Mitch HobishGrowth, Innovation, Leadership, Productivity

At times unfortunately for those with whom I communicate by any of several channels, I tend to be something of a purist in things grammatical, punctuational, and just about every other kind of -al that might apply. I acknowledge that English (and particularly American English) is a living language, but I still insist (quixotically, at times) that there must be some solid basis for communication if messages are to get through—intact and effectively. Making up abbreviations or whole words (such as now commonly found in texting)  just doesn’t cut it, unless or until everyone involved signs on to their use and agrees to their meaning.

In this light, this article from last June in the Wall Street Journal resonated with me: It seems that I’m not alone, a “voice crying in the wilderness”.

It seems to me that—particularly in formal settings—every efforts must be made to ensure clear, clean communications. This is especially valid in the technical realms in which I usually dwell, and filters down right to the level of coding software, where a misplaced or wrong anything can have results that can be (at the extreme) diastrous. It is not much of a stretch to consider how such inaccuracies and infidelities could have similarly dire consequences for activities in just about any endeavor.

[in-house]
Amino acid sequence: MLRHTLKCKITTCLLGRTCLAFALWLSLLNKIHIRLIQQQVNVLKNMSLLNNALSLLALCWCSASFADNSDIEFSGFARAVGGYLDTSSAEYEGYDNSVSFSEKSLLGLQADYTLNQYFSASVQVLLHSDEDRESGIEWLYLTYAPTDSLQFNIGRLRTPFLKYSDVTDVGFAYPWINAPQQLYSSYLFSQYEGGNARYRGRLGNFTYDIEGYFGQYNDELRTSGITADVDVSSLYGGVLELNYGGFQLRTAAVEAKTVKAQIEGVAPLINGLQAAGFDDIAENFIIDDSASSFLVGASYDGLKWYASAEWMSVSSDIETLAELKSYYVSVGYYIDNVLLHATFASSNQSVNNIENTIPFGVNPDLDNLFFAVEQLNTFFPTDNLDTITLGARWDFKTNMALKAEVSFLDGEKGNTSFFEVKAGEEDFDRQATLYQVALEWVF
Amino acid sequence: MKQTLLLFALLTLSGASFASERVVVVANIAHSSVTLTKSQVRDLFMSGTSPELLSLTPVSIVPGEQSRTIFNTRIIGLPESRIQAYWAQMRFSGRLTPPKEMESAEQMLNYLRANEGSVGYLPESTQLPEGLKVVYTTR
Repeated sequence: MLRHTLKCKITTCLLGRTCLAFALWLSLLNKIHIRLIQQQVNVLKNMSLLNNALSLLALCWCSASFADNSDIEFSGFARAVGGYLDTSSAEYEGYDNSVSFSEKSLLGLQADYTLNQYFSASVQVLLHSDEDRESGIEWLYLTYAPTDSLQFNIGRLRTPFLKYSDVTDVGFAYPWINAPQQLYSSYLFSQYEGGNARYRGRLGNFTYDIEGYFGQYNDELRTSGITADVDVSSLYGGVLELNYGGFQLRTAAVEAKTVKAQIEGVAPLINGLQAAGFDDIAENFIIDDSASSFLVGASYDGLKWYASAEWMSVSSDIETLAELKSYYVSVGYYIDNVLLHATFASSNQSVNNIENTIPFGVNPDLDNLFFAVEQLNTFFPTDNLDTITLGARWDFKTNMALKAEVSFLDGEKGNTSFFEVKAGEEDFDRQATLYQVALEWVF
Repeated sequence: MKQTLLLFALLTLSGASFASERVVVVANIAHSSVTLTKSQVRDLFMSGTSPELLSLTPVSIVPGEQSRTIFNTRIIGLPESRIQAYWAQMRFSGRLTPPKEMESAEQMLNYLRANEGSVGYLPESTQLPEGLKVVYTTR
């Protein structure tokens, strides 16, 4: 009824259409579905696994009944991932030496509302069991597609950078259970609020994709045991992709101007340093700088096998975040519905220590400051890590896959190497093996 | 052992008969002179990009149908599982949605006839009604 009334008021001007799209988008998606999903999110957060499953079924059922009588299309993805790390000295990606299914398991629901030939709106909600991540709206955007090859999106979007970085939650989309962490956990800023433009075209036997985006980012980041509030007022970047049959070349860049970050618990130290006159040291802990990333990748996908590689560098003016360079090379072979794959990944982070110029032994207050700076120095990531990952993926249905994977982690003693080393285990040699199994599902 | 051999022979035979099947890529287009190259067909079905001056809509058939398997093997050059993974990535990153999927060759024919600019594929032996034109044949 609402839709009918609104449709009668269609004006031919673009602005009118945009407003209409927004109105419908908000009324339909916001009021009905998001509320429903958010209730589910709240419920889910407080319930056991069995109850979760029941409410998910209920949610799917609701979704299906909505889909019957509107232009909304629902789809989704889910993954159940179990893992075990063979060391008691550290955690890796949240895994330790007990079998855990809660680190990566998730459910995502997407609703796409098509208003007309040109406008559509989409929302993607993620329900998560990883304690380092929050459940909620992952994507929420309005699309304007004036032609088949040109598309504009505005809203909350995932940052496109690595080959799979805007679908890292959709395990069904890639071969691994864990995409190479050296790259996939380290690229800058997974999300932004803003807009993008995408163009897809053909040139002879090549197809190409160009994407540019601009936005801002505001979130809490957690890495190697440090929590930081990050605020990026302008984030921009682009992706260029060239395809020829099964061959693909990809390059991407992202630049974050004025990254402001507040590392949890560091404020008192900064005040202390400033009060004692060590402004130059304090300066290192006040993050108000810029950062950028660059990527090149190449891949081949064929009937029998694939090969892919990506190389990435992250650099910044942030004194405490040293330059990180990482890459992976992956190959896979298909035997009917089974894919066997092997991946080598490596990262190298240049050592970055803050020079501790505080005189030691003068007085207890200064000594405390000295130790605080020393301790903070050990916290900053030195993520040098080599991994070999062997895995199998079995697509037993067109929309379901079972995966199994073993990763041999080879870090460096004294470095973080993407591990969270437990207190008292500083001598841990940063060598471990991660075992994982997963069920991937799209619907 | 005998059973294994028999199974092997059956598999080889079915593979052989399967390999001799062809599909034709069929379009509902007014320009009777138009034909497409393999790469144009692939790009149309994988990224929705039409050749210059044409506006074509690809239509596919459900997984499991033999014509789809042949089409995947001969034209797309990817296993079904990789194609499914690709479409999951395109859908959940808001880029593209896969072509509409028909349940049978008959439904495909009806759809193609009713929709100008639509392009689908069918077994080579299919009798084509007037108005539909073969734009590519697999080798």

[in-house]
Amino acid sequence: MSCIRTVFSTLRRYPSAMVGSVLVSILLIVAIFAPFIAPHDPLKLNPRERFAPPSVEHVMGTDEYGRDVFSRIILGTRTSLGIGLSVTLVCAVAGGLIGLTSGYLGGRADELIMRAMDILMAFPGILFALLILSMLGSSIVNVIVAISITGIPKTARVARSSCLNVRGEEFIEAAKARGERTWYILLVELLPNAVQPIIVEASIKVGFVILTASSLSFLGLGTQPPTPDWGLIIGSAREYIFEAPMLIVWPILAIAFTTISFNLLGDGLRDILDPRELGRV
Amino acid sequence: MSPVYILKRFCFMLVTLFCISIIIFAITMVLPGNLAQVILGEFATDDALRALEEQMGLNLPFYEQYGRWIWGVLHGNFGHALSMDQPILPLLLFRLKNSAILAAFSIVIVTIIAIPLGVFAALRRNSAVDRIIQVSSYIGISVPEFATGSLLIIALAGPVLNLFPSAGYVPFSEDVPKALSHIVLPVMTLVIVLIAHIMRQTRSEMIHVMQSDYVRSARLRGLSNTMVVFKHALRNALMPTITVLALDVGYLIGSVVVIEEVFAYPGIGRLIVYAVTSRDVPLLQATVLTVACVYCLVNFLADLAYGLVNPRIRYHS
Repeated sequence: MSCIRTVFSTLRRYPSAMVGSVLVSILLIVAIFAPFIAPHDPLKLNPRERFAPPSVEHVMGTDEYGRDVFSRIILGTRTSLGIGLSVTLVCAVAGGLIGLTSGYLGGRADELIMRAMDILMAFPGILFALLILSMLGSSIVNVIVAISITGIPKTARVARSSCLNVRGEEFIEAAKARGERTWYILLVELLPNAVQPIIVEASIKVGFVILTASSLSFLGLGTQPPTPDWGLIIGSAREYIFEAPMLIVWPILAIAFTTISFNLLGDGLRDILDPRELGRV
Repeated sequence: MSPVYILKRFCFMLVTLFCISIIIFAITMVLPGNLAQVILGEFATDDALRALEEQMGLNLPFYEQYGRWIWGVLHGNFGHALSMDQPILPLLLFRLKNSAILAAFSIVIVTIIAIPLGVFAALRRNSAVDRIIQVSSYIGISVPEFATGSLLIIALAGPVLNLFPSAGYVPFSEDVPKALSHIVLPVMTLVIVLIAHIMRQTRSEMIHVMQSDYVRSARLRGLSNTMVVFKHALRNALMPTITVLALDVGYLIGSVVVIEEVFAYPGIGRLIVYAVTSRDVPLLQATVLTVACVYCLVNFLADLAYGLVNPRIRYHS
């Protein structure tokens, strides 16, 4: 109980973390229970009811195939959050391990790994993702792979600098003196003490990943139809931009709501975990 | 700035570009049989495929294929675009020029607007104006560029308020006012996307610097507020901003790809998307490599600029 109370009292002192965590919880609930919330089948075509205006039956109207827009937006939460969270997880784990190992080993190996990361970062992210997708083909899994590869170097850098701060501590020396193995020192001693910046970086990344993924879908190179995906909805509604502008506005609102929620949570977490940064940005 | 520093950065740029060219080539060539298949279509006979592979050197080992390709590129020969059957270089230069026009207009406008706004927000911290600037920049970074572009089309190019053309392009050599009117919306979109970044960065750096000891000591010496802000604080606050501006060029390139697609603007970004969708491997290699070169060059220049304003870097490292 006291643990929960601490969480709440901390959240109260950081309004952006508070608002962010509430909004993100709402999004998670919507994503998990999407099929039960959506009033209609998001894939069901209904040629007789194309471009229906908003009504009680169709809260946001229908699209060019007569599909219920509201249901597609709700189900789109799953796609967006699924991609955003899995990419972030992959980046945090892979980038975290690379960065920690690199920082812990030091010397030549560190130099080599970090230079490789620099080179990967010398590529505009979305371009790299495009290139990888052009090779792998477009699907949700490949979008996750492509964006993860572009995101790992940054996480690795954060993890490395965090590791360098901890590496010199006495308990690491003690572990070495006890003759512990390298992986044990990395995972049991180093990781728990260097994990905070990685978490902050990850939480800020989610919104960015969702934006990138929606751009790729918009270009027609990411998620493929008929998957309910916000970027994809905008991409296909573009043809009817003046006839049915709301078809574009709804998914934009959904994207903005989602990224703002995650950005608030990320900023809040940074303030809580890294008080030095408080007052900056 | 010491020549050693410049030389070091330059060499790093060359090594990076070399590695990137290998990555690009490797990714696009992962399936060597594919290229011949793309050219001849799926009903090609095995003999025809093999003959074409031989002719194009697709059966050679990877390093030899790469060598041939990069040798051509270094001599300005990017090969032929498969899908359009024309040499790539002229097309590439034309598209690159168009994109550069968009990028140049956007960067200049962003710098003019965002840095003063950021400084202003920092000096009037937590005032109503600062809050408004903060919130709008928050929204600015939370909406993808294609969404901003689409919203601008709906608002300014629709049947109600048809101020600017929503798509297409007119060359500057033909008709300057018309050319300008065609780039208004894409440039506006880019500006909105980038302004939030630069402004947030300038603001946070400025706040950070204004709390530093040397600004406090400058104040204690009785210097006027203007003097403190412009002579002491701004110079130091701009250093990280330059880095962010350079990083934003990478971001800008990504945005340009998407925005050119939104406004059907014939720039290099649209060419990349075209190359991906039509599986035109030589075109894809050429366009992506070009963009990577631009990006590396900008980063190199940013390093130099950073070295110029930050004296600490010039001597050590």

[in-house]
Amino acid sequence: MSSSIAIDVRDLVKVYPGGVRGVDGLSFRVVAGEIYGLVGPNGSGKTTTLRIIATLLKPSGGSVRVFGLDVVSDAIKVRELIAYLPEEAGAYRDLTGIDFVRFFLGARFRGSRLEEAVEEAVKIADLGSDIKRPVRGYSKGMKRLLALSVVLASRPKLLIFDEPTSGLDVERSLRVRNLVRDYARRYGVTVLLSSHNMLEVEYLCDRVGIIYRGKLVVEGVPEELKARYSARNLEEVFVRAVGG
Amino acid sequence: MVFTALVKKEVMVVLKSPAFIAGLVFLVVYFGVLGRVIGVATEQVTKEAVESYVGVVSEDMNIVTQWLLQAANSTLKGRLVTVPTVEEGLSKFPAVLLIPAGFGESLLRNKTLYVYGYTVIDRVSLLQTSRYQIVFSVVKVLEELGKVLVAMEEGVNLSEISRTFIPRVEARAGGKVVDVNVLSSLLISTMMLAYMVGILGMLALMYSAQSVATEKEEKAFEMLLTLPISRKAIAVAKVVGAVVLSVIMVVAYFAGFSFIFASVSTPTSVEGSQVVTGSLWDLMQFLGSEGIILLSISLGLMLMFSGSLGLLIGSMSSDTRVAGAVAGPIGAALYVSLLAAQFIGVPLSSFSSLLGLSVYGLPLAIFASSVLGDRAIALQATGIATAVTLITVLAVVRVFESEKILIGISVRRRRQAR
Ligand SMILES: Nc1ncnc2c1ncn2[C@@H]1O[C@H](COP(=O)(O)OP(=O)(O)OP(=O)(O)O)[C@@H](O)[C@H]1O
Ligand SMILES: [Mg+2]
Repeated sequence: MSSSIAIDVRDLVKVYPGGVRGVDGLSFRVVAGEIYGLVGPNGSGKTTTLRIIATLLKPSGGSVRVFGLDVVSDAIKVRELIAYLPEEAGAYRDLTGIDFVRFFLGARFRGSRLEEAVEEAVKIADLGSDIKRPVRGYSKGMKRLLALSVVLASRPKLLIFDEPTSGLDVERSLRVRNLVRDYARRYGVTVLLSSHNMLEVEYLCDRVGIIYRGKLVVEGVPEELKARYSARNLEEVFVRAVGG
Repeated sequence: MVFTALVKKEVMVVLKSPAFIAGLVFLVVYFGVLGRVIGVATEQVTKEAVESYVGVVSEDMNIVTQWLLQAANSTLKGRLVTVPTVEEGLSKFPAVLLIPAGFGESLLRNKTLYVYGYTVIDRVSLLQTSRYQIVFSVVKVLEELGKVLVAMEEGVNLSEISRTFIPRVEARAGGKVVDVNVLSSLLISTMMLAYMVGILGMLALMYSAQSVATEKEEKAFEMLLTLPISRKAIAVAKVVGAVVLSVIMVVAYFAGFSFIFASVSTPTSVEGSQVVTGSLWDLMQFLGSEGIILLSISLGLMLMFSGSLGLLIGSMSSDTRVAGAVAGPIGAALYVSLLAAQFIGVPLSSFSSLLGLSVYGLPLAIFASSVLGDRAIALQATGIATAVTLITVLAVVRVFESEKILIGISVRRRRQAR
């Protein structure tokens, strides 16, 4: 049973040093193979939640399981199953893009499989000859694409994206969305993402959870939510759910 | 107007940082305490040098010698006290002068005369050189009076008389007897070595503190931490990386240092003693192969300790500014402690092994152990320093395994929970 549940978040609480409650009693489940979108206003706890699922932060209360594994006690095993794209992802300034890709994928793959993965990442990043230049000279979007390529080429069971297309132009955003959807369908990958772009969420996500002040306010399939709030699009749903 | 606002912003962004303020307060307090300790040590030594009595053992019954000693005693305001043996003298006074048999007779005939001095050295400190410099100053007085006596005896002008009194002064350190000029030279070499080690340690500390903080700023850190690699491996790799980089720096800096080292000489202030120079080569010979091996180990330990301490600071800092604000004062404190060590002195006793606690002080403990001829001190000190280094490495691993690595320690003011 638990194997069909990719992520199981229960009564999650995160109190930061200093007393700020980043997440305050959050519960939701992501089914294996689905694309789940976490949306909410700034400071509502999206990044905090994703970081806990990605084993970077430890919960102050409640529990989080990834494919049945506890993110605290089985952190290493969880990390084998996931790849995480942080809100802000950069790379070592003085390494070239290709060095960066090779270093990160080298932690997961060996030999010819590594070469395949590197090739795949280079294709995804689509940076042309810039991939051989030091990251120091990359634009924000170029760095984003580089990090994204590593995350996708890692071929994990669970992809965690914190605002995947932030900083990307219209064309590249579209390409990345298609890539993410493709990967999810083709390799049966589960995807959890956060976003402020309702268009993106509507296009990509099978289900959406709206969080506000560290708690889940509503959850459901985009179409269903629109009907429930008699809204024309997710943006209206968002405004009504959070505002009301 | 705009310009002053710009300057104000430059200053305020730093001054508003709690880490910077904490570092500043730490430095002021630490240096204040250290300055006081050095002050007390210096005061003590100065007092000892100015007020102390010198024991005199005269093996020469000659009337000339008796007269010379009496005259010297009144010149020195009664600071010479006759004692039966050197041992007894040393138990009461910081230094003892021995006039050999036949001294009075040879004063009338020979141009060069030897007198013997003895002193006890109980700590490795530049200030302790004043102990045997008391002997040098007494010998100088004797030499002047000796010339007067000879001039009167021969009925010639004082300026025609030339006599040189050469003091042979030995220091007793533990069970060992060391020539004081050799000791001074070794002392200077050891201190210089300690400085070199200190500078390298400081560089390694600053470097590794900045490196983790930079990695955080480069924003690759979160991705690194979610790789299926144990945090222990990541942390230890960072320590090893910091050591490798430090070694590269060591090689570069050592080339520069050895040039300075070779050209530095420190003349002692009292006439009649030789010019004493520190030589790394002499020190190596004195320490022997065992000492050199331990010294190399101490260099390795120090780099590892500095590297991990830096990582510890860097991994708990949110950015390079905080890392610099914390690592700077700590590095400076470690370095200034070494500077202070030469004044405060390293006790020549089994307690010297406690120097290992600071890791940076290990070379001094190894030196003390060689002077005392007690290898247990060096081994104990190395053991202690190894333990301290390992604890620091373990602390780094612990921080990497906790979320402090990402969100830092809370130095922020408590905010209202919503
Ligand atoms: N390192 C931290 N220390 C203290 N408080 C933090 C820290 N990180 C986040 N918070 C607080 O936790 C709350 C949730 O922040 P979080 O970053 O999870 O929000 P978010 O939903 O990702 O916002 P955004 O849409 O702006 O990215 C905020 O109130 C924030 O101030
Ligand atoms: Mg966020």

Questions: How good are you at communicating exactly what you wish to convey? How do you ensure that your message gets across? Do you do any “error checking”?